Escapade during World War II
|Ordered:||1 November 1932|
|Builder:||Scotts Shipbuilding and Engineering Company, Greenock|
|Laid down:||30 March 1933|
|Launched:||30 January 1934|
|Completed:||30 August 1934|
|Fate:||Sold for scrapping, 17 May 1947|
|Badge:||On a Field Green a white Horse, saltant|
|Class & type:||E-class destroyer|
|Length:||329 ft (100.3 m) o/a|
|Beam:||33 ft 3 in (10.13 m)|
|Draught:||12 ft 6 in (3.81 m) (deep)|
|Propulsion:||2 × shafts; 2 × Parsons geared steam turbines|
|Speed:||35.5 knots (65.7 km/h; 40.9 mph)|
|Range:||6,350 nmi (11,760 km; 7,310 mi) at 15 knots (28 km/h; 17 mph)|
HMS Escapade was an E-class destroyer of the British Royal Navy in commission from 1934 until 1946, that saw service before and during World War II, seeing service on Russian, Malta and Atlantic convoys.
The E-class ships were slightly improved versions of the preceding D class. They displaced 1,405 long tons (1,428 t) at standard load and 1,940 long tons (1,970 t) at deep load. The ships had an overall length of 329 feet (100.3 m), a beam of 33 feet 3 inches (10.1 m) and a draught of 12 feet 6 inches (3.8 m). They were powered by two Parsons geared steam turbines, each driving one propeller shaft, using steam provided by three Admiralty three-drum boilers. The turbines developed a total of 36,000 shaft horsepower (27,000 kW) and gave a maximum speed of 35.5 knots (65.7 km/h; 40.9 mph). Escapade carried a maximum of 470 long tons (480 t) of fuel oil that gave her a range of 6,350 nautical miles (11,760 km; 7,310 mi) at 15 knots (28 km/h; 17 mph). The ships' complement was 145 officers and ratings.
The ships mounted four 45-calibre 4.7-inch (120 mm) Mark IX guns in single mounts. For anti-aircraft (AA) defence, they had two quadruple Mark I mounts for the 0.5 inch Vickers Mark III machine gun. The E class was fitted with two above-water quadruple torpedo tube mounts for 21-inch (533 mm) torpedoes. One depth charge rack and two throwers were fitted; 20 depth charges were originally carried, but this increased to 35 shortly after the war began.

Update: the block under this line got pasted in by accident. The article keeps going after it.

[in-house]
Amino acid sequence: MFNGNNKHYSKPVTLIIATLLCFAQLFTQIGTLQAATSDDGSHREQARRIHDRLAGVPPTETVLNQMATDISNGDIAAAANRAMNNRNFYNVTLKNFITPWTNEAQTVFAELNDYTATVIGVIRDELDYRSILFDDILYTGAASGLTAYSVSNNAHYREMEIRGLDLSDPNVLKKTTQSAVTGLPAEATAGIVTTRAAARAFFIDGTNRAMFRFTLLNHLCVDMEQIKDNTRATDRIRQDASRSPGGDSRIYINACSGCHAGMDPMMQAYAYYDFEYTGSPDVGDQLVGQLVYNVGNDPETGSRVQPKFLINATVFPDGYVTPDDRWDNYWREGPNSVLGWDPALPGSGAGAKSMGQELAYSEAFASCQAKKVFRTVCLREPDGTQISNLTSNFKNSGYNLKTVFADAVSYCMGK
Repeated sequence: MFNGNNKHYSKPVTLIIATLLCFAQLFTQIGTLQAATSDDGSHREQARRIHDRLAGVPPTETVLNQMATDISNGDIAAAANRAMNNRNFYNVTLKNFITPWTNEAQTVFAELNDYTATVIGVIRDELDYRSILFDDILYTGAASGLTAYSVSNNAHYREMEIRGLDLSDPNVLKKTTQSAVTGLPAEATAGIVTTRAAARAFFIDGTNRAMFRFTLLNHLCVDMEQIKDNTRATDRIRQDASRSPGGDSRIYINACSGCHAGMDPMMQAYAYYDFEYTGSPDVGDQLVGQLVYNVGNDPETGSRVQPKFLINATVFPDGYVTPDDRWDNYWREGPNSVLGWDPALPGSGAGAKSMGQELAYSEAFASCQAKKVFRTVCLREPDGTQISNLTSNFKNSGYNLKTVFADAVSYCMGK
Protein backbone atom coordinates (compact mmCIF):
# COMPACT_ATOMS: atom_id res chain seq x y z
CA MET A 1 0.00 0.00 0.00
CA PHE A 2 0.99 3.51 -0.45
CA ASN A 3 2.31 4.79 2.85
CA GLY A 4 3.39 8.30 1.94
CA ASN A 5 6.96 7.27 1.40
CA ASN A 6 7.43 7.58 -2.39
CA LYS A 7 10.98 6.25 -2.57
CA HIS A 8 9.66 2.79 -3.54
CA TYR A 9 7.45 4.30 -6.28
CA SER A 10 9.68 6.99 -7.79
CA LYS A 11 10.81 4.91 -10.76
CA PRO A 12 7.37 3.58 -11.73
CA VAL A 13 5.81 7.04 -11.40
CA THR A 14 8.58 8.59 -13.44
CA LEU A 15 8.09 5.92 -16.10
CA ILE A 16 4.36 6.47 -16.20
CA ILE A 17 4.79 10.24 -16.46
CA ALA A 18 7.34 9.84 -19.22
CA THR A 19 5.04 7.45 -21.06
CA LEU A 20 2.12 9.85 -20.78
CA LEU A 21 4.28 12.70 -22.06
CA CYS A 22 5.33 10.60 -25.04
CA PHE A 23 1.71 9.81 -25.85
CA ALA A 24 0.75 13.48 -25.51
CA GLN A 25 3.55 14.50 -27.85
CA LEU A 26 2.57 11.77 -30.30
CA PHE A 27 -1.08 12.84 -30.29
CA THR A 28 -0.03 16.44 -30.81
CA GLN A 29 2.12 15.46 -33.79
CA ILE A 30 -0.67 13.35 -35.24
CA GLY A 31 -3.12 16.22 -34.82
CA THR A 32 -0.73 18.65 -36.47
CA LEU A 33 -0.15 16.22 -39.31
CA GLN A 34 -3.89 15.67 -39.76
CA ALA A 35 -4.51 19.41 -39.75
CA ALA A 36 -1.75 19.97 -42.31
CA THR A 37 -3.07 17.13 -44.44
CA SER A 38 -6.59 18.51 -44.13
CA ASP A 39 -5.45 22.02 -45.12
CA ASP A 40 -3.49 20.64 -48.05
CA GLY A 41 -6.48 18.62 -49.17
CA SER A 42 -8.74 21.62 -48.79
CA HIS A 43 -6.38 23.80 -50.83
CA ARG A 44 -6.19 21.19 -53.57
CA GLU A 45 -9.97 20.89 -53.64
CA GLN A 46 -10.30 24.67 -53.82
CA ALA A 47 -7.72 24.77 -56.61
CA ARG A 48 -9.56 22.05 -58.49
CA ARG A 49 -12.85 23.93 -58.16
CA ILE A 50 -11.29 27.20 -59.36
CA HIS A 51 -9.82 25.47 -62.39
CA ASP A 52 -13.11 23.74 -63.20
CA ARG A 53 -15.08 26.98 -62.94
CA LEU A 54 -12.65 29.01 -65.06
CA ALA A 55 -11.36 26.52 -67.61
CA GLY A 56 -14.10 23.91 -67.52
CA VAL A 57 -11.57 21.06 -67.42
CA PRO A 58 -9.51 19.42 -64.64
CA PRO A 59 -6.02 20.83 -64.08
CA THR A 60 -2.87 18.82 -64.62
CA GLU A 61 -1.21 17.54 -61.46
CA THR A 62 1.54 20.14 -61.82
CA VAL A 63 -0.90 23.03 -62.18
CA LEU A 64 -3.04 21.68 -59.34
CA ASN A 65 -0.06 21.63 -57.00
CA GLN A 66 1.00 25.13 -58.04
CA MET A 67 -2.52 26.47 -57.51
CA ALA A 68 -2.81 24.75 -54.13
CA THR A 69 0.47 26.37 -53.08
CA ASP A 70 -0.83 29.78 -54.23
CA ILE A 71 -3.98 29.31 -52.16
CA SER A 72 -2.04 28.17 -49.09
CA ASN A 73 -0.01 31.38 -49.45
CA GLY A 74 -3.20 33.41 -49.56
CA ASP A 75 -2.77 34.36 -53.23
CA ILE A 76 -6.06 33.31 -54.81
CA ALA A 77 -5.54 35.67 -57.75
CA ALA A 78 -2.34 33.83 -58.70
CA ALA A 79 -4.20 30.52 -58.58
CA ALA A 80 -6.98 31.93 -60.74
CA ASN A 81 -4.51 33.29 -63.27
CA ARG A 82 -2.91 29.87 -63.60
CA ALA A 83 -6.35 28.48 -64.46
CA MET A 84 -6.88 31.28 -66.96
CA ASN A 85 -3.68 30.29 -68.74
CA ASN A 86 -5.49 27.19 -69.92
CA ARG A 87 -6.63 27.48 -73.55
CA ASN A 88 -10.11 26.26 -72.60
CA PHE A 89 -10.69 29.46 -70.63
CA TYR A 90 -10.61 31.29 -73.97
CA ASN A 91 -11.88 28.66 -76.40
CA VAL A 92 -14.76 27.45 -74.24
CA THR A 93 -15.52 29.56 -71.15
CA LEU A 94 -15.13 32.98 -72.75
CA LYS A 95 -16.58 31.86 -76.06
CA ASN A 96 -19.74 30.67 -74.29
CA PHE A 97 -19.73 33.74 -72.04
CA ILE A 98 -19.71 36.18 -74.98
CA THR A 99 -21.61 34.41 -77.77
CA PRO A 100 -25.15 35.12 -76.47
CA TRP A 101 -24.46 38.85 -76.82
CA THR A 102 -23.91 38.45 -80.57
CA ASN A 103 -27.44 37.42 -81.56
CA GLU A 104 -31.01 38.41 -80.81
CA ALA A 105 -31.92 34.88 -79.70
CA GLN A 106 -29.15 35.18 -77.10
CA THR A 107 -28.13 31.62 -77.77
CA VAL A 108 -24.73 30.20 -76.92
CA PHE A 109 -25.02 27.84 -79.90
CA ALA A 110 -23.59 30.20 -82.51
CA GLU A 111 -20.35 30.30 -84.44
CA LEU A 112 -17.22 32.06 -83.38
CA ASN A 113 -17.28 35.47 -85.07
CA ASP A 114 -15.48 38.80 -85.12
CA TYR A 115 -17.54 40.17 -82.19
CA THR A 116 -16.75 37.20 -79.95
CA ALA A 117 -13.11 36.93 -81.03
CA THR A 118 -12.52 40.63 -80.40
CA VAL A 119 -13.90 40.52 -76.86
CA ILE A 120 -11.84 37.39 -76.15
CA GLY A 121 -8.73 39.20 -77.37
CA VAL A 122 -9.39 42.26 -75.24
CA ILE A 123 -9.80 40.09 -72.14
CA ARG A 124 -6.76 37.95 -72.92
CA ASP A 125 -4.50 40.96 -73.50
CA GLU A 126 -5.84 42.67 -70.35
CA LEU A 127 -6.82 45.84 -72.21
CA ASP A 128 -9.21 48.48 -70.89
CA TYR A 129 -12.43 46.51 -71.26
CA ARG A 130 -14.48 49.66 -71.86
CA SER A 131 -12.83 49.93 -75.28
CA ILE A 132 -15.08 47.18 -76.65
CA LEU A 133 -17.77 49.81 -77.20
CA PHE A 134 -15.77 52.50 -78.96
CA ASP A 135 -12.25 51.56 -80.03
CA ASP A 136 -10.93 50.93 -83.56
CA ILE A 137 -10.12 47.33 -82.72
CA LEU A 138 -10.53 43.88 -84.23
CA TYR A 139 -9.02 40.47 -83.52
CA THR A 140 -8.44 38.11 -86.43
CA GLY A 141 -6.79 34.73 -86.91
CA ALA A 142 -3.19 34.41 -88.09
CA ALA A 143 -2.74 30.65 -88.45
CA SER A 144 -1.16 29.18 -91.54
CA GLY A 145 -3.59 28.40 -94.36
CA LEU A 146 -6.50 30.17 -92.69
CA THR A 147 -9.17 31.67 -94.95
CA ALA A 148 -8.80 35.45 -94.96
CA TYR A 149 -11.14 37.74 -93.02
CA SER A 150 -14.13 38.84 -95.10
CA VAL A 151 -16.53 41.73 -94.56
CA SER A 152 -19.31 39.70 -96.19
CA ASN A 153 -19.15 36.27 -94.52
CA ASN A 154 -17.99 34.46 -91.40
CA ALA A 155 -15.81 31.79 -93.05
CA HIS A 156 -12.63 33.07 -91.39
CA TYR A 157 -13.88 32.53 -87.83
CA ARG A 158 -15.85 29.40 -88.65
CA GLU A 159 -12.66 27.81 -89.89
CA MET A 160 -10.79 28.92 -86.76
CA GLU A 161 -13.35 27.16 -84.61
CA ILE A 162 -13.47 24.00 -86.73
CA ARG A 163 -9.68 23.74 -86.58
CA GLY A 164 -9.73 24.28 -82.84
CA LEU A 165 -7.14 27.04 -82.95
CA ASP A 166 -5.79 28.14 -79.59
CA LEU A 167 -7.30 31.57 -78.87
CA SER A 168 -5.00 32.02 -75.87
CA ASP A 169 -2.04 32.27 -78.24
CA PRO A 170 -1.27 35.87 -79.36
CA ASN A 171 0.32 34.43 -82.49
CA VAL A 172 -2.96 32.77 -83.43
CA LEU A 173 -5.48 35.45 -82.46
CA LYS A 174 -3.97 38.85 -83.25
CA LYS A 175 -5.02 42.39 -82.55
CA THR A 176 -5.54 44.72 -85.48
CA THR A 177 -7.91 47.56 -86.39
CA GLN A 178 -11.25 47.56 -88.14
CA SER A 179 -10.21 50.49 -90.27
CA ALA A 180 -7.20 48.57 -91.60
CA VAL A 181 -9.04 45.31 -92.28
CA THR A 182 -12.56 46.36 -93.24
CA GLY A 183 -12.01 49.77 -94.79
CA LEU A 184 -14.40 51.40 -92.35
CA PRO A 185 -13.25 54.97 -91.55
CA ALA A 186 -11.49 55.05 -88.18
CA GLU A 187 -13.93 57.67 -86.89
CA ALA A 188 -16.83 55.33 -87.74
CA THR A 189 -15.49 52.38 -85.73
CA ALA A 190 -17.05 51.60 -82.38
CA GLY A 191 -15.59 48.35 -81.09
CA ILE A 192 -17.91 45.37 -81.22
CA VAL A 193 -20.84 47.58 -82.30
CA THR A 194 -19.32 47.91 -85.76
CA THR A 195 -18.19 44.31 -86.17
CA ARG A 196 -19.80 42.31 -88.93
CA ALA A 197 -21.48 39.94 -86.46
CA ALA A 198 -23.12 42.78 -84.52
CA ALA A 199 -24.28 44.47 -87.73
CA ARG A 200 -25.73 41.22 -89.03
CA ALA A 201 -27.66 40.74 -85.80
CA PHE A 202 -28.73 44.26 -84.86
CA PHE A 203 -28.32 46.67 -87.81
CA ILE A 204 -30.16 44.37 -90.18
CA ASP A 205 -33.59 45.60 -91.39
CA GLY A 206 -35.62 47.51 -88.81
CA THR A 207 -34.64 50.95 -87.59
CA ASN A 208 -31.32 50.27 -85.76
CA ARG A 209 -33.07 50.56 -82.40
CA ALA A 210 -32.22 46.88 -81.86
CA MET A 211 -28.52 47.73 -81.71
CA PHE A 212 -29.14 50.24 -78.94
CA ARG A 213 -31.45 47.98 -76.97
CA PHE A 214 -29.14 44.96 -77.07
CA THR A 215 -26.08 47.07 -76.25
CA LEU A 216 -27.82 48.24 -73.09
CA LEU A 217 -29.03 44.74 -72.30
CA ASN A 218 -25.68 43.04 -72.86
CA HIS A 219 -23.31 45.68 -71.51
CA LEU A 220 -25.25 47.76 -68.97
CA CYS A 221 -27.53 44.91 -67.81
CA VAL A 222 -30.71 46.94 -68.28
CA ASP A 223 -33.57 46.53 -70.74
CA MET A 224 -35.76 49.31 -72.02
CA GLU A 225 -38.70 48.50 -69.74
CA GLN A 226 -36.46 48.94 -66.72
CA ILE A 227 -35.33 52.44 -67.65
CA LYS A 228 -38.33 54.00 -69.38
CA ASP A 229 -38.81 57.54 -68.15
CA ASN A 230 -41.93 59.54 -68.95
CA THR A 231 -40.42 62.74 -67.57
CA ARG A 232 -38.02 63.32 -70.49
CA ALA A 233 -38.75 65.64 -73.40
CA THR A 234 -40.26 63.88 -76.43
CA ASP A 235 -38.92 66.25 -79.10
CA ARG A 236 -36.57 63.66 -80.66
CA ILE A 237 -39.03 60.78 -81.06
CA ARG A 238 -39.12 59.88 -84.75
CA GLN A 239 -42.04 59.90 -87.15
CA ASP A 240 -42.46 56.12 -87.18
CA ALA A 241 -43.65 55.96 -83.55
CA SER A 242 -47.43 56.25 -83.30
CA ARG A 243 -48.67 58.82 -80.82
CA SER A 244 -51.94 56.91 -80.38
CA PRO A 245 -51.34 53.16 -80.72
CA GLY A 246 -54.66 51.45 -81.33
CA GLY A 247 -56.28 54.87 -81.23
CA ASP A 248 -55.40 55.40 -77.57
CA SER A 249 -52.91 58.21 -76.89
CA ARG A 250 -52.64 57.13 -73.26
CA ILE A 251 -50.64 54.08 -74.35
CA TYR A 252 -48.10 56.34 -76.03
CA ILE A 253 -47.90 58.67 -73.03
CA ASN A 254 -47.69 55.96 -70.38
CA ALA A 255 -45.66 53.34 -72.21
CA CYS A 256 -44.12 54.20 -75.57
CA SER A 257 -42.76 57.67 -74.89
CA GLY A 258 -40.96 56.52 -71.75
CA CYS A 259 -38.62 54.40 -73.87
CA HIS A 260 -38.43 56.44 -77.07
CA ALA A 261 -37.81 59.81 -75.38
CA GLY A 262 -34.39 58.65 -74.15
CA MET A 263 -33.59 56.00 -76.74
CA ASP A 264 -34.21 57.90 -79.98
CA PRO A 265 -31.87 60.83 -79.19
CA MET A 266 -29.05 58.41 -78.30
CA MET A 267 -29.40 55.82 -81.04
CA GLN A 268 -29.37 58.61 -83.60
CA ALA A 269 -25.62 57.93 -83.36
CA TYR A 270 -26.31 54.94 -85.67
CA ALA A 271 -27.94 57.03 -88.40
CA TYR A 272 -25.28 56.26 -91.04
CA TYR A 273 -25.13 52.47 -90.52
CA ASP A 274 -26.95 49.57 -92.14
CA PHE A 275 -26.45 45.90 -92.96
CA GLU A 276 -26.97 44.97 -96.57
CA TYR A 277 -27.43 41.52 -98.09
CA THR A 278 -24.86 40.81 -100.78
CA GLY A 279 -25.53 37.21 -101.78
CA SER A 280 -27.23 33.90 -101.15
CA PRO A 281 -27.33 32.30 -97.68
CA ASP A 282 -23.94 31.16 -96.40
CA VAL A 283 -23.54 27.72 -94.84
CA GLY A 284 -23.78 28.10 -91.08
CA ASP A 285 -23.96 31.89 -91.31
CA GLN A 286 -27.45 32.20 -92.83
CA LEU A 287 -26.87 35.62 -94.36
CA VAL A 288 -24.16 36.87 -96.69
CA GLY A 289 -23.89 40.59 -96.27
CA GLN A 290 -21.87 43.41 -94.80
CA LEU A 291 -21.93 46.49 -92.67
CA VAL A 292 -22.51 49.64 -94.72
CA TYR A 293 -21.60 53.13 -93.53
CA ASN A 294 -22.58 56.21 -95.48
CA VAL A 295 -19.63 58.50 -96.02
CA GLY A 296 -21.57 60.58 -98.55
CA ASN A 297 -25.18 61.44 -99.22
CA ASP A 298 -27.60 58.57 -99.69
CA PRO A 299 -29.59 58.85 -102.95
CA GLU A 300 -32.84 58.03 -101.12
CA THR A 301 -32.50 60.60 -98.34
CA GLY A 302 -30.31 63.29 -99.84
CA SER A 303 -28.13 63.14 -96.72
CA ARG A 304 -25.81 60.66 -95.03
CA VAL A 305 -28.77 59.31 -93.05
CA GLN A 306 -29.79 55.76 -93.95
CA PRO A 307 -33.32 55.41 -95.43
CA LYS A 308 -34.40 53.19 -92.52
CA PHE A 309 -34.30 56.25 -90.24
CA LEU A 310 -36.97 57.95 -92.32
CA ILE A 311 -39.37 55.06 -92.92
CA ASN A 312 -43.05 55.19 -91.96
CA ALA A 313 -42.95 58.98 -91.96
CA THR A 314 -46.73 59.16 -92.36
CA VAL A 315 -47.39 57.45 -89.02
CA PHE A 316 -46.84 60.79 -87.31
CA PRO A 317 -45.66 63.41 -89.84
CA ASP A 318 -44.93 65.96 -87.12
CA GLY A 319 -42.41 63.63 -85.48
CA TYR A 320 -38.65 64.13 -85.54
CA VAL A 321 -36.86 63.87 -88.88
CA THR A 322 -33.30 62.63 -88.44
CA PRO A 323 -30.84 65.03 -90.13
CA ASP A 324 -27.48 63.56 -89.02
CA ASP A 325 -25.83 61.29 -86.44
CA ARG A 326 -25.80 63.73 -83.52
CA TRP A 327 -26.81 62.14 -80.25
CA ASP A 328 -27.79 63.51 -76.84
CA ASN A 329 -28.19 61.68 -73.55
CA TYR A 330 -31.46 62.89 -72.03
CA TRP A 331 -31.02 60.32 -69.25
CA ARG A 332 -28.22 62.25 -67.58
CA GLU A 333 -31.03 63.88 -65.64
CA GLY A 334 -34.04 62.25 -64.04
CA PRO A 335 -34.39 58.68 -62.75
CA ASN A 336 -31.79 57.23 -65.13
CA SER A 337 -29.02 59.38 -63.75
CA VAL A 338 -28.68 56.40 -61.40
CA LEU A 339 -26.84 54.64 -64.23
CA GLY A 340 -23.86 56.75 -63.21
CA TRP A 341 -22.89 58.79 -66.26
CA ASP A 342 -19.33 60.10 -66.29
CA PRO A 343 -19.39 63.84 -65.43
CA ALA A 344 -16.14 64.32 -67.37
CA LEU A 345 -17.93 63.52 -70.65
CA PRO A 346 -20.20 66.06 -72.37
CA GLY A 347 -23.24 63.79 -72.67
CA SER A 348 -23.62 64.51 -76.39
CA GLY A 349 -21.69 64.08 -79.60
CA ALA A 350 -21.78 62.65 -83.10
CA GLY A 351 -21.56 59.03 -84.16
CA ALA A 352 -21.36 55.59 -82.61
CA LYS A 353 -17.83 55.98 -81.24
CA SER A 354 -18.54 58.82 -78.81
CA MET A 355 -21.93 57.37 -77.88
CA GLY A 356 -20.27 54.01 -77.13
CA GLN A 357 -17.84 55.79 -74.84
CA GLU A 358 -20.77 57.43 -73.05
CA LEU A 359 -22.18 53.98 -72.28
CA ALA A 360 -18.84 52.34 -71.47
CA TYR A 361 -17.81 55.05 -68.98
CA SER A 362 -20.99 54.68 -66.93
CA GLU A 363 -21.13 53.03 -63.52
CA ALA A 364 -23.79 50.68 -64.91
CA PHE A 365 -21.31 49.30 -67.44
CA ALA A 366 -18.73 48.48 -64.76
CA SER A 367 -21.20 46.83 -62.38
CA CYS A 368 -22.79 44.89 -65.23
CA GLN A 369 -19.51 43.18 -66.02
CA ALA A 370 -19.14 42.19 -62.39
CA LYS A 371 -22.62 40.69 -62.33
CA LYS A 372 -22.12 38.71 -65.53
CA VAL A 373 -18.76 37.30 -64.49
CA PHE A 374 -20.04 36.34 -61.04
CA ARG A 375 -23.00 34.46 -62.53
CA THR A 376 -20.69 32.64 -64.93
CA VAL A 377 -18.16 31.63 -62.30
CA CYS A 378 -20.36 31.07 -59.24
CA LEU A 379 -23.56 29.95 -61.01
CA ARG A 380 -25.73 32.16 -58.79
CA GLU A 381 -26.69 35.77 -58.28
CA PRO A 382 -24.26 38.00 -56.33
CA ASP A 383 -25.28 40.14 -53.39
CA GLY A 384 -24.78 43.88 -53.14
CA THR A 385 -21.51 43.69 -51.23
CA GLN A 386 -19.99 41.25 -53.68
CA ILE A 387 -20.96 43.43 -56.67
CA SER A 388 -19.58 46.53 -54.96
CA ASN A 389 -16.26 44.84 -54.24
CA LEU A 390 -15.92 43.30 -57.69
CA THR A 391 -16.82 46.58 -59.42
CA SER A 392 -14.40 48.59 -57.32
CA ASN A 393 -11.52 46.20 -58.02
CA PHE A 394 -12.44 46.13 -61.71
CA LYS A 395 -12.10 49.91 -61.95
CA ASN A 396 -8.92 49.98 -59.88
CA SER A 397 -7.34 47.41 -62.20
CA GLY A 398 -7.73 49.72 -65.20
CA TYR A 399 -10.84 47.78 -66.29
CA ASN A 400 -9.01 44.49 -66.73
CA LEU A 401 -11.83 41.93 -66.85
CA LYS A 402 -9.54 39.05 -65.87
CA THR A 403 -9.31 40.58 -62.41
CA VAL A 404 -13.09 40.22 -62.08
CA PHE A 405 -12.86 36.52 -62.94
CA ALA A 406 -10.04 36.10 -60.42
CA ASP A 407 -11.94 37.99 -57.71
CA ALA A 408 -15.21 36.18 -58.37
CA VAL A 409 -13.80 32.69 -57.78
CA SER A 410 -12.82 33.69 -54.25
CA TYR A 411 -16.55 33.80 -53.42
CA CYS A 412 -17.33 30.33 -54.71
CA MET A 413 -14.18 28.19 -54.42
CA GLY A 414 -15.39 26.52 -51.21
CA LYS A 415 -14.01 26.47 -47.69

Construction and career
The ship was ordered on 1 November 1932 from Scotts at Greenock under the 1931 Build Programme. She was laid down on 30 March 1933, along with her sister ship Escort, launched on 30 January 1934, and completed on 30 August 1934 for a cost of £249,987, excluding equipment such as weapons, ammunition and communications outfits that were supplied by the Admiralty.
- Lenton, p. 156
- Whitley, p. 103
- English, p. 141
- English, John (1993). Amazon to Ivanhoe: British Standard Destroyers of the 1930s. Kendal, England: World Ship Society. ISBN 0-905617-64-9.
- Friedman, Norman (2009). British Destroyers From Earliest Days to the Second World War. Annapolis, Maryland: Naval Institute Press. ISBN 978-1-59114-081-8.
- Lenton, H. T. (1998). British & Empire Warships of the Second World War. Annapolis, Maryland: Naval Institute Press. ISBN 1-55750-048-7.
- Rohwer, Jürgen (2005). Chronology of the War at Sea 1939–1945: The Naval History of World War Two (Third Revised ed.). Annapolis, Maryland: Naval Institute Press. ISBN 1-59114-119-2.
- Whitley, M. J. (1988). Destroyers of World War Two: An International Encyclopedia. Annapolis, Maryland: Naval Institute Press. ISBN 0-87021-326-1.